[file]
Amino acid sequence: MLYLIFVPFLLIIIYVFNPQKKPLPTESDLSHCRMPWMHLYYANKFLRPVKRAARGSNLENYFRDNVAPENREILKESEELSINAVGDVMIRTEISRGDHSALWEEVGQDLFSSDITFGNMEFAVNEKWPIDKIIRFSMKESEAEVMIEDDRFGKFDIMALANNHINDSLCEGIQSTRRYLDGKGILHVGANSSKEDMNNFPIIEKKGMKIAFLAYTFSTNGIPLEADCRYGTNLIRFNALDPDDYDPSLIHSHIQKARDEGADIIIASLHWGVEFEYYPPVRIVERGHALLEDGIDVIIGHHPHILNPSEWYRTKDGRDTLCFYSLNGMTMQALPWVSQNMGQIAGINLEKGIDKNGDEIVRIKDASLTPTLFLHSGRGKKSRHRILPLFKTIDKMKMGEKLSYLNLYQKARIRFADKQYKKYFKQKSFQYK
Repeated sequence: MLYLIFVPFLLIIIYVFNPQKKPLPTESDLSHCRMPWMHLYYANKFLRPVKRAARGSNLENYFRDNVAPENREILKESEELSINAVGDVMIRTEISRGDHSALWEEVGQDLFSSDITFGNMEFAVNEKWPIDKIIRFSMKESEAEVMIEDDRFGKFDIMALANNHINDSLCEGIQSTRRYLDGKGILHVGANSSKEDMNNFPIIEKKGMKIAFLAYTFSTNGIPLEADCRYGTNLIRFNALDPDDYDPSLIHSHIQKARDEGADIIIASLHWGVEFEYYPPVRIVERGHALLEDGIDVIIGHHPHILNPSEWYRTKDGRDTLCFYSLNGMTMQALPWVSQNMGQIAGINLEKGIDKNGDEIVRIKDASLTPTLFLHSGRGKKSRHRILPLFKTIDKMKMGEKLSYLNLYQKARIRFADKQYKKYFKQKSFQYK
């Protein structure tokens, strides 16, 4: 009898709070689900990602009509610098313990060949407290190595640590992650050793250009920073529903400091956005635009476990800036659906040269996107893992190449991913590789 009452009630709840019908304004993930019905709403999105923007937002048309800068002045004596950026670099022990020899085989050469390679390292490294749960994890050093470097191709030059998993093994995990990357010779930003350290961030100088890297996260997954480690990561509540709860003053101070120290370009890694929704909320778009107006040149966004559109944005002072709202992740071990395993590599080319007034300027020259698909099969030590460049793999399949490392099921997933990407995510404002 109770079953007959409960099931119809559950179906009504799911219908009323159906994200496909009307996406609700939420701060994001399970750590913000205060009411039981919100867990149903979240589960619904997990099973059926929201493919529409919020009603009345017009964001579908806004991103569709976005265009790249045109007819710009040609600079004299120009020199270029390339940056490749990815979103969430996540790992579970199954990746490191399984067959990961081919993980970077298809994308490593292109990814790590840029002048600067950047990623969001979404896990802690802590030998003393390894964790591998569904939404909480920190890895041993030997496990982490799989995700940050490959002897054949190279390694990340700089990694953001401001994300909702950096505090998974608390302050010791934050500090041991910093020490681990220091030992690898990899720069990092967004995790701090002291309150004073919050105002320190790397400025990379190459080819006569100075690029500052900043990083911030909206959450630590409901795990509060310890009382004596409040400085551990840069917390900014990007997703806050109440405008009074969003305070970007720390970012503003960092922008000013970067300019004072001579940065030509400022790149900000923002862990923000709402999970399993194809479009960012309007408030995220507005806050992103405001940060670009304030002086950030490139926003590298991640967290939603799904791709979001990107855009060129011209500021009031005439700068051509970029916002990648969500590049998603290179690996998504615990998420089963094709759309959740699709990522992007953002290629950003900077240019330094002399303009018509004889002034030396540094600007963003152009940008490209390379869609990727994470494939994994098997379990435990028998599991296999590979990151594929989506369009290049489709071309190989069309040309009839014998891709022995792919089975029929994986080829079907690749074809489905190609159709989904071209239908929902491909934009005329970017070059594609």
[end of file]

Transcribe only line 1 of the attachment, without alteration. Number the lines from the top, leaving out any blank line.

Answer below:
Amino acid sequence: MLYLIFVPFLLIIIYVFNPQKKPLPTESDLSHCRMPWMHLYYANKFLRPVKRAARGSNLENYFRDNVAPENREILKESEELSINAVGDVMIRTEISRGDHSALWEEVGQDLFSSDITFGNMEFAVNEKWPIDKIIRFSMKESEAEVMIEDDRFGKFDIMALANNHINDSLCEGIQSTRRYLDGKGILHVGANSSKEDMNNFPIIEKKGMKIAFLAYTFSTNGIPLEADCRYGTNLIRFNALDPDDYDPSLIHSHIQKARDEGADIIIASLHWGVEFEYYPPVRIVERGHALLEDGIDVIIGHHPHILNPSEWYRTKDGRDTLCFYSLNGMTMQALPWVSQNMGQIAGINLEKGIDKNGDEIVRIKDASLTPTLFLHSGRGKKSRHRILPLFKTIDKMKMGEKLSYLNLYQKARIRFADKQYKKYFKQKSFQYK